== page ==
I moved to Tel Aviv from New York three years ago when awarded a social justice fellowship to work with marginalized, underserved, and trauma-stricken communities in a conflict zone. Looking for a change of pace (and weather) and as the daughter of an Israeli parent, my fluency in Hebrew and familiarity with the country made the move that much more appealing.
As time goes by, though, I sadly cannot wait to get out of this place. You think I’m crazy, right? How can I not appreciate my ‘grade A’ life in the bubble of Tel Aviv with its fine dining, cultural events, some of the best beaches in the world, a plethora of cute dogs, and an endless supply of trendy bars and cafes. While my weekends contain a smattering of involvement in the above activities, my weekdays look dramatically different. They involve walking through Tel Aviv’s decrepit central bus station on the way to my social worker job in a south Tel Aviv after–school therapeutic program for children of Eritrean and Sudanese refugees. The stench of urine, feces, and huge piles of uncollected trash in the streets by the bus station is strong enough to get anyone’s gag reflex going. Homeless addicts sleep on public benches and ask for money between puffs from their homemade crack pipes. At work a 4-year-old child whose limited vocabulary includes the Hebrew word for “junkie” tells me about being sexually abused by a relative, and a 32-year-old mother tells me how she suffers from chronic nightmares about her 9-year- old daughter, kidnapped by her ex-husband, who has been lost somewhere in Sudan for the past three years.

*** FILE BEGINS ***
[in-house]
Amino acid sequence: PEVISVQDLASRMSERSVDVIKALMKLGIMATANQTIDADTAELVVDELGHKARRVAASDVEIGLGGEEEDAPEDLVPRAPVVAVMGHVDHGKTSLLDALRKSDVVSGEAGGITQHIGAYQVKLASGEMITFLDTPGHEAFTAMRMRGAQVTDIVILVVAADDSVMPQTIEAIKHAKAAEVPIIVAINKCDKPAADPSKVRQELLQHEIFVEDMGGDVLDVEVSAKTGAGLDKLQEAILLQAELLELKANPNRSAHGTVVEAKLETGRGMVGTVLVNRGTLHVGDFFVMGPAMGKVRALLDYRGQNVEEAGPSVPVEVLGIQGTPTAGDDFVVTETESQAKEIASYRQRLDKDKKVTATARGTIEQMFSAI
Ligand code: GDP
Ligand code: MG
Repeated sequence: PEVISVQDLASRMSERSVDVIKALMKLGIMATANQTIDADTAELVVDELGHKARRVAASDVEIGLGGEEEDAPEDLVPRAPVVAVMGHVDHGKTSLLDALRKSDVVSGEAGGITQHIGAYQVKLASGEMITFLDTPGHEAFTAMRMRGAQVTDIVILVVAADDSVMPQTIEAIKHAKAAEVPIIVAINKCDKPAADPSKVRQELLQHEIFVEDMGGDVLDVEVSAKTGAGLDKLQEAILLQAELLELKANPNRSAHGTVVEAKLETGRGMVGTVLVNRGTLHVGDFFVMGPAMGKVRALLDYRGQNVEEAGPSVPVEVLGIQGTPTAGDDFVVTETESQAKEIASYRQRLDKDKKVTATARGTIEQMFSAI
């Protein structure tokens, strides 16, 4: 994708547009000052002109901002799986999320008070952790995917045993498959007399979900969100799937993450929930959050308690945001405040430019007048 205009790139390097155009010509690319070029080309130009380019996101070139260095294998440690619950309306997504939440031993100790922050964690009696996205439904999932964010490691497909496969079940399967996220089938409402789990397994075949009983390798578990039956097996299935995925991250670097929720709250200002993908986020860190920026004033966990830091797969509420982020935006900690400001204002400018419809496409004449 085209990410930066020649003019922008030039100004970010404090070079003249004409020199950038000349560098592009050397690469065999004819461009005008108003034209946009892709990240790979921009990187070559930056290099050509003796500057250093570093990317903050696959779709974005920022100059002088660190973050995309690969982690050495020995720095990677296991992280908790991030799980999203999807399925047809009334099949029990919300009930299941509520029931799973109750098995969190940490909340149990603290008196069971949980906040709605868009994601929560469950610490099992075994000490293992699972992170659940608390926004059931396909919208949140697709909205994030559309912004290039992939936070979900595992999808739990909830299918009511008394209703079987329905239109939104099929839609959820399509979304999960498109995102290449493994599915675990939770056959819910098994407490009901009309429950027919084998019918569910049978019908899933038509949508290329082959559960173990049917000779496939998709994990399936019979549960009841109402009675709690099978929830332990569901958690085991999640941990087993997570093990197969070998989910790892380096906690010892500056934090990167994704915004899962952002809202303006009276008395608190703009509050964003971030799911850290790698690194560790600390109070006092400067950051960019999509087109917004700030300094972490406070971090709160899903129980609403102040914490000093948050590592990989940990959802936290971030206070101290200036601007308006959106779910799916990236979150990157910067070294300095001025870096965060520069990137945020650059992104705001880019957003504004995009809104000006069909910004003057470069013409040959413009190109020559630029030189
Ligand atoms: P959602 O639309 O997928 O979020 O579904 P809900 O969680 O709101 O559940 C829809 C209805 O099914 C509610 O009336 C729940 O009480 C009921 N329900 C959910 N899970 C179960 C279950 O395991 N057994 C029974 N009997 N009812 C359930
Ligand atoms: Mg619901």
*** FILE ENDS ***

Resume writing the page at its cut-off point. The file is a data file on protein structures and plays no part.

If I had a dollar for every time a parent asked me to help them move to America, I could afford much more than I can from my embarrassingly low salary. This is no exaggeration. I made more money babysitting in 12th grade in the United State than I do now as a clinical social worker in Tel Aviv with a professional graduate degree.
After three years of working with Israel’s African asylum seeking community, I can say that I am burnt out. It is not just the work itself, but also the frustration of having zero power to change the racist and intentionally bullying governmental policies that keep these people in a continuous state of purgatory. My burnout also comes from being utterly tired of telling a family facing eviction, with children who have pre-existing medical conditions and no health insurance, that I can do nothing to help them.
Recently, on May 2017, a new Knesset (Israeli parliament) law went into effect. It decrees that 20 percent of the meager monthly paychecks of African asylum seekers and refugees will be withheld and returned to them only upon their permanent departure from Israel. Without legal status and passports, how exactly can these people voluntarily leave Israel? This law, along with the entire political establishment, encourages Eritrean and Sudanese refugees, who fled brutal and dangerous dictatorships, forced conscription, civil wars, and threats for being human rights activists to return to their home countries. But, if they return to their countries of origin, they will immediately be thrown into jail or murdered. Who in their right mind can choose either option, stay and face destitution and homelessness or go back to one’s home country for a summary execution.
Let’s also not forget that these asylum seekers and their Israeli-born children have no legal status. As a result, they are not eligible for basic social benefits Israeli citizens enjoy, such as health insurance, social security, higher education, and freedom of movement. It’s unbelievably ridiculous that a child born in Israel and educated in Jewish Israeli schools cannot go to a university at age 18. Furthermore, this young adult can potentially be taken by force to the isolated Holot Detention Center in the Negev Desert solely because he is a single male African refugee over age 18.
But Israel is the leading democracy in the Middle East, right?